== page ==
Burnley bred five-piece, The Goa Express, approach the industry with an air of assurance as their friendship and love for music seamlessly unites them. Amrit Virdi chatted with vocalist James Clarke as the band prepare to head out on tour.
‘’We were all into music and decided it got a bit boring just listening to it, so we started to do it ourselves,’’ Clarke reveals in relation to the band’s origins. Clarke and his brother Joe who became the keyboardist for the band met the other members, Joey Stein, Naham Muzaffar, Sam Launder and co. in school. They worked extremely hard then and continue to do so now, to garner success.
everyone sort of decided that this was what we were going to do
Growing up in the band throughout school, college and university, juggling it can undoubtedly bring some struggles. ‘’It was as hard to manage as it is now, but everyone sort of decided that this was what we were going to do. We all went to university and got degrees and carried it through. It was hard as in you denied opportunities, but it was also positive, helpful, and rewarding as in we do this alongside each other, and there’s always someone to turn to.’’ This comradery has kept the band close as they develop their musicality. When asked whether he has any advice for up-and-coming bands, Clarke passionately states, ‘’don’t really say no to anything. And if you go and play a show and it doesn’t turn out as well as you think it would then that’s just the way it goes.’’
the band have an interesting way of varying their style from song to song to showcase their talent
Upon a first listen to The Goa Express, the feel-good indie-rock sound engulfs you, yet the band have an interesting way of varying their style from song to song to showcase their talent, evidenced in the more traditionally stylistic indie vocals in Everybody In The UK differing to the angsty deliverance of Overpass. Yet the band never plan to conform their songs to any ideal. ‘’I’ve always said the songs take on a theme or feeling themselves, and we are there to accommodate how they turn out. We’re all happy to let things unravel and see where they take us. I guess overtime things will become a bit more experimental or go back to simplistic sort of roots’’. With the wealth of musical influences that the band list ranging from the 60’s and 70’s to now, and the most prominent being The Brian Jonestown Massacre who they saw at a mere 17 years old, seeing how their sound develops overtime will be extremely intriguing.
‘’I feel like the longer you spend trying to work out what it’s supposed to be, the worse the tune gets, so we try to keep it very simple,’’ Clarke reveals when discussing their creative process. ‘’I typically write the tunes on an acoustic guitar. It would usually start in a bedroom on an acoustic guitar. I’d come up with maybe the bassline or lead melody as well and take it to the rest of the boys in the rehearsal room.’’ With their small but ever-growing discography sounding as if it was designed to be played live, the band are well prepped for their upcoming string of headline dates and festivals.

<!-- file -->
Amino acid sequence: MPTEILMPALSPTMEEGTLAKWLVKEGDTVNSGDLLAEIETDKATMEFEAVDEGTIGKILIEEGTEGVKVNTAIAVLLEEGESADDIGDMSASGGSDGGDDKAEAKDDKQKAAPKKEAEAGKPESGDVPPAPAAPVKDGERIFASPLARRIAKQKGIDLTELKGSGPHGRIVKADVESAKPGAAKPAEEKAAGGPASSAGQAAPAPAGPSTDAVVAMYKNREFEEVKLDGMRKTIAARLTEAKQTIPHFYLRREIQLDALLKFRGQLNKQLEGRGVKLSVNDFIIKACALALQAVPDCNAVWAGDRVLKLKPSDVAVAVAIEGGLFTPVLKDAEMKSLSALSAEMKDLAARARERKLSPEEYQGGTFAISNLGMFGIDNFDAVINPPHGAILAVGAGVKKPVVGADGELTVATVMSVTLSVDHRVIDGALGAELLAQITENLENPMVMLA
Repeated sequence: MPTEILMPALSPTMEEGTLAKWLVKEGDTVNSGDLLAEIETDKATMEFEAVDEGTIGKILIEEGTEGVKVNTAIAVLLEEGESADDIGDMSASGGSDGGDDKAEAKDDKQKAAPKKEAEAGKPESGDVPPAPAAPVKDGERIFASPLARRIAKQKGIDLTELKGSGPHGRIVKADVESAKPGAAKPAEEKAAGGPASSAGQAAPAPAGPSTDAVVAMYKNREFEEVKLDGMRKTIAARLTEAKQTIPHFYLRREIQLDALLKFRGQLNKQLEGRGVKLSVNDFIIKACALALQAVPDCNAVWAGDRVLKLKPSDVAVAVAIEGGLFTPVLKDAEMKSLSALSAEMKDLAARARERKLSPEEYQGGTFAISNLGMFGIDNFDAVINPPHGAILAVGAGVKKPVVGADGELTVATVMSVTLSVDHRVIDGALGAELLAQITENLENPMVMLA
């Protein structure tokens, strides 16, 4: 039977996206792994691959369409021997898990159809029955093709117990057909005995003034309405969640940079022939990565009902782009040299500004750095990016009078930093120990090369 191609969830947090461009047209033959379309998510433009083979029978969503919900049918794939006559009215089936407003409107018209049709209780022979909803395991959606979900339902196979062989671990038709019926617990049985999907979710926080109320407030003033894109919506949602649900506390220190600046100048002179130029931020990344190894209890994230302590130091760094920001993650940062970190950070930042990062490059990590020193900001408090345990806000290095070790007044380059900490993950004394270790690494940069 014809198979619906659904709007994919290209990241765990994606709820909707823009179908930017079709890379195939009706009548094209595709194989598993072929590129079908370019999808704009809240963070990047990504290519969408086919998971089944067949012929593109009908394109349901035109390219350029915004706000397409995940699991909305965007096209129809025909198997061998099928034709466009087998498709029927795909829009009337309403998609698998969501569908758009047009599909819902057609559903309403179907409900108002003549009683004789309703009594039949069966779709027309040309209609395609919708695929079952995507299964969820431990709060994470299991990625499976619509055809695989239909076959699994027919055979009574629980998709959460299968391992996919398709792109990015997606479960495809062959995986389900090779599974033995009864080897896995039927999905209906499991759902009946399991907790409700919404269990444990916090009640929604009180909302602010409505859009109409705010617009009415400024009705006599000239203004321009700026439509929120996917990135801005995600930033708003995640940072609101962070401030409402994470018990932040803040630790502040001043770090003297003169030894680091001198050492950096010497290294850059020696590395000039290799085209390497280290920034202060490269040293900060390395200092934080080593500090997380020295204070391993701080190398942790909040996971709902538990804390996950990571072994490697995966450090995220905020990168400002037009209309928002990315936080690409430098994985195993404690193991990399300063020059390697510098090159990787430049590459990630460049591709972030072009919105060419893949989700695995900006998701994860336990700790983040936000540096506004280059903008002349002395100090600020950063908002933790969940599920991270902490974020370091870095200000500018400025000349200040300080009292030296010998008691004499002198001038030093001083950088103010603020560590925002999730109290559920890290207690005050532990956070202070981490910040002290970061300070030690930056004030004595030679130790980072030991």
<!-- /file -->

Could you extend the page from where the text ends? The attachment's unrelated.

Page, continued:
With plans for the tour in full swing, fans are excited to hear their favourite tracks live which Clarke finds ‘’wicked’’, yet he admits ‘’I like playing the new stuff more than the old stuff, because its more exciting and you never know what the reaction will be like.’’ The band know to not take their incredible touring life for granted, noting that London, Manchester and Brighton are ‘’always good fun,’’ yet they still take ‘’every show as it comes, and make a night and a good time out of each of them.’’
The only way is up for The Goa Express, as they have big plans for the future. ‘’Ideally, we all decided to get into this because we want to go abroad and travel and see different places. Anywhere abroad, European festivals are always really fun, and hopefully we’ll get to America.’’ Musically, Clarke assures that their ‘’ultimate plan for the future is to put a record together that sort of stays seminal and stands the test of time, rather than rush it and put it out and expect amazingness straight away.’’ Whilst a full studio record is eagerly anticipated, in the meantime you can catch the band at Chameleon, Nottingham on May 10th.
Featured image courtesy of Louis Butler. Permission to use granted to Impact. No changes made to this image.
In-article image courtesy of @thegoaexpress via instagram.com. No changes made to this image.
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